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Ontario Grain Farmer Magazine is the flagship publication of Grain Farmers of Ontario and a source of information for our province’s grain farmers. 

Soybean harvest



WHEN PREPPING AND carrying out this year’s soybean harvest, experts say careful attention should be paid to the setup of machinery — as well as wider agronomic issues and planning.



Machinery setup can have a direct impact on soybean quality during harvest, say both Horst Bohner, soybean specialist with the Ontario Ministry of Agriculture, Food and Rural Affairs, and Russ Barker, a Pioneer Hybrid sales representative and certified crop adviser based near St. Marys.

“Getting beans into the combine is what it’s all about,” says Bohner, though what proportion actually makes it to the hopper — and what is damaged or left in the field along the way — can vary substantially based on things such as header height and speed.

According to Barker, overzealous or untrained operators, in particular, can help even the best harvest systems fail.

“You can pick the colour, but they all will do a very good job in the hands of a skilled operator. They all will make a mess in the hands of someone that does not pay attention,” he says. “Speed is particularly an enemy in clipping soybeans, even with very well-maintained equipment, just from leaving beans on the ground, pushing them over, and scattering.”

However, speed relates to combine parts as well as forward momentum. Michael Stanton, soybean educator and researcher with Michigan State University, says field research indicates more losses occur from overly-quick reel activity than anything else.

Like Bohner, Stanton affirms reel height and forward position can be equally culpable.

“It’s a major cause of shatter losses. Pushing it too far in front fails to pick beans up,” he says. “If the beans are hitting the windshield, that’s a sign things are running too fast.”


According to Stanton, front-end issues cause the bulk of harvest losses in soybeans — as much as 90 per cent, though 80 per cent of losses is more commonly cited. Farmers, he says, can garner a quick estimate of potential losses by harvesting a small area, reversing the combine, and counting the number of plants still standing in small sample plots.

“The rule of thumb is four [standing] beans per square foot equals one bushel per acre loss. It’s really easy to count,” says Stanton.

“Losses typically are one to two bushels on average. They’re not huge numbers, but when you get into short beans or green stem syndrome, different scenarios, they can go up really fast. If we’re not paying attention it can be a real problem.”

Aside from proper machinery operation, Stanton says preventing losses starts with preventative combine maintenance — ensuring guards are aligned, components are tightly fixed, knives are sharp, and so on.

The next involves harvesting before moisture levels drop too low.

“We’re actually encouraging producers to get into the field when the beans are at 15 per cent. Try and get in there sooner than later,” says Stanton, later adding technologies like air-assisted reels can help in very dry conditions.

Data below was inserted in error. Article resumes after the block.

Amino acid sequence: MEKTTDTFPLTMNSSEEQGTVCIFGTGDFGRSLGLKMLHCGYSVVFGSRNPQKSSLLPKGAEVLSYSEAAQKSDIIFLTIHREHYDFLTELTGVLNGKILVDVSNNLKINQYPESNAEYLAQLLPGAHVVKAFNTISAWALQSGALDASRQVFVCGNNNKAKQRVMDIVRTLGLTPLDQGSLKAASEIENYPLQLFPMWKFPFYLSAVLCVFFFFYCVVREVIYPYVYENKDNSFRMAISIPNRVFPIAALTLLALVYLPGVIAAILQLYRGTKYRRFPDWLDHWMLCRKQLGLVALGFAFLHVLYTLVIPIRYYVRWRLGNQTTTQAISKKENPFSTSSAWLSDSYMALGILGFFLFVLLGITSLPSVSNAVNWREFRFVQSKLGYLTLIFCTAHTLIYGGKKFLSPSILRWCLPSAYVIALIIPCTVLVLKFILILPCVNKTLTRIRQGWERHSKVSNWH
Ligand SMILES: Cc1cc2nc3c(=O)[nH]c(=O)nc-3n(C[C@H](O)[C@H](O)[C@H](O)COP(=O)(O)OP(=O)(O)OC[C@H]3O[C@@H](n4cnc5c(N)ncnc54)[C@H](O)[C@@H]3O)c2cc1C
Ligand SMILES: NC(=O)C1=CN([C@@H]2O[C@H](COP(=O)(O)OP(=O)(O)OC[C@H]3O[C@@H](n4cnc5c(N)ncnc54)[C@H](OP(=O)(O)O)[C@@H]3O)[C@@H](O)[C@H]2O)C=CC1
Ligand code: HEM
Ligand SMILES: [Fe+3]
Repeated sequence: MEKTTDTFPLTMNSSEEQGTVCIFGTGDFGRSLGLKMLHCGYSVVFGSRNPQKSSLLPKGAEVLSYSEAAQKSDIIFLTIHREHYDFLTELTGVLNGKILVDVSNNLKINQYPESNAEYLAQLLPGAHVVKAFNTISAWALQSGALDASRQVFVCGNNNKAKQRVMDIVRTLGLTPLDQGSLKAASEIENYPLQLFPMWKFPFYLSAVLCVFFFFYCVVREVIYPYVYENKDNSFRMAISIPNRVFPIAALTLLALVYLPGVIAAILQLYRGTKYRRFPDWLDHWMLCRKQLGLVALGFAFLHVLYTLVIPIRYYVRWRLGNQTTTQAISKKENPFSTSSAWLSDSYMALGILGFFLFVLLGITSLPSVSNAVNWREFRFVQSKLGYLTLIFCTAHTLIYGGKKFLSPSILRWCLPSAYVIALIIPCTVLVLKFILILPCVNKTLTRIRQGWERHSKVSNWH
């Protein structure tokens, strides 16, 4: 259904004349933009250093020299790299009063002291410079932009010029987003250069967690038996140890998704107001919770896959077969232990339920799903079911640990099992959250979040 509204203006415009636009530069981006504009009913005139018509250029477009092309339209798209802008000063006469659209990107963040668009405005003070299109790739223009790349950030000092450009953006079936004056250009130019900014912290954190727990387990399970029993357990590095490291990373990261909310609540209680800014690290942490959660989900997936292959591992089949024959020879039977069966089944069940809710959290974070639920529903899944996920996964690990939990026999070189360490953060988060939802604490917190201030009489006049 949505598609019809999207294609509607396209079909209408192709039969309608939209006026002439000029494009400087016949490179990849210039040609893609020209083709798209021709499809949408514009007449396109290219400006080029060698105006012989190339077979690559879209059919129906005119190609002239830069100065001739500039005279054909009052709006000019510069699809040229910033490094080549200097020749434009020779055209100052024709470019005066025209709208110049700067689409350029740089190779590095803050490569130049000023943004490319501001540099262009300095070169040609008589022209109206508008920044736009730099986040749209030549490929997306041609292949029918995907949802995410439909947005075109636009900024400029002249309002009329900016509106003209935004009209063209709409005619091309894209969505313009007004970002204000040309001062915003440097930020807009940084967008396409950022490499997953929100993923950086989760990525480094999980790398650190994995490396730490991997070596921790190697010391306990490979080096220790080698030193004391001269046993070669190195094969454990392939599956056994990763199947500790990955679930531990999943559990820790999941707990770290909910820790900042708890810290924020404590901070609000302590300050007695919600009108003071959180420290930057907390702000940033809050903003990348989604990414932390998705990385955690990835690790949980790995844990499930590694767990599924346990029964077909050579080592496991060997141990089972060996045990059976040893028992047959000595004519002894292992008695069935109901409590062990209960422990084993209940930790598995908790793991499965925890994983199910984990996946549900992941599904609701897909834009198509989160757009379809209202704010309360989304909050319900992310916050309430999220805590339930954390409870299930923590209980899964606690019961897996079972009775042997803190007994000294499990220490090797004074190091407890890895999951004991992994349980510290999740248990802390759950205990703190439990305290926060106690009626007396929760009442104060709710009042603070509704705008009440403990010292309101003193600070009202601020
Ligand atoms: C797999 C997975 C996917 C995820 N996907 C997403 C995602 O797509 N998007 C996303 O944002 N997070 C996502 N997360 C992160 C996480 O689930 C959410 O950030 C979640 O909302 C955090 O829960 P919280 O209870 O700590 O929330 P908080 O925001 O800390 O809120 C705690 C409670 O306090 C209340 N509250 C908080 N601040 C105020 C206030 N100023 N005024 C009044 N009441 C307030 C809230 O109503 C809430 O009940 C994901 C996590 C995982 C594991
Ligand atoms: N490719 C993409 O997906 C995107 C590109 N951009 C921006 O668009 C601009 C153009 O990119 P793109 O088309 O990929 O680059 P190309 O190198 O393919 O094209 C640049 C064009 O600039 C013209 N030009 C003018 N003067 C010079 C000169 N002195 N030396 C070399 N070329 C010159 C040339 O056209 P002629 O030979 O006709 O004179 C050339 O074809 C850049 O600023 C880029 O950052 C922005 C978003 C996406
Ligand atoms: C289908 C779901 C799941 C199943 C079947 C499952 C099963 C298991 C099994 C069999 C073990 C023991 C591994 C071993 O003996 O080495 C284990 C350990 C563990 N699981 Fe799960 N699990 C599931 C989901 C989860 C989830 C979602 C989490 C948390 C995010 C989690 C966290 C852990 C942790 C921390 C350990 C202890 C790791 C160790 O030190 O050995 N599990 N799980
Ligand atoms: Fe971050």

Losses from rear or internal combine components, while less substantial, are harder to measure. Such losses primarily manifest when crop volume is high enough to reduce the effectiveness of internal components (e.g. thrashers), though draper headers and other technologies can help mitigate the risk.

“You can put more material through the draper head,” Stanton says.


Bohner also says harvesting earlier — and potentially paying a little extra for drying — has benefits.

“I do wonder if we should get them at a little higher moisture in order to get winter wheat in. Sometimes I think we could do ourselves a favour by putting on a pre-harvest burndown. It doesn’t dry things much, but it removes weeds and makes it ready for wheat seeding.”

Longer-term management can be similarly supported, when conditions permit, by planting earlier in the spring — as well as using varieties well-suited to localized conditions. Understanding one’s own tolerances for field and weather conditions, too, is always a factor.

“There are advantages like more yield typically, and we can get them off earlier. That’s one of the reasons why, in modern production, we talk about planting early,” says Bohner.

“We certainly don’t want to see ruts, but we all know that’s sometimes the way it turns out.”


White mould can be another major problem pre-harvest, and one for which Barker encourages growers to be very vigilant — particularly those in areas where the pathogen is more prolific. But responding to it can be challenging since fungicides are generally not as effective in soybeans as in corn.

“Fungicides can work. It just doesn’t seem to give the same bang as in corn,” says Barker. “For folks that have [mould], it’s a significant issue and needs to be dealt with.”

He adds keeping careful stock of nematode populations should also be a year-round activity. Doing so better supports long-term agronomy decisions, such as how nematode-resistant the next planted variety should be.

“It can take you from 50 to 35 bushel in the blink of an eye. It’s one that will kill you on soybeans,” he says. •


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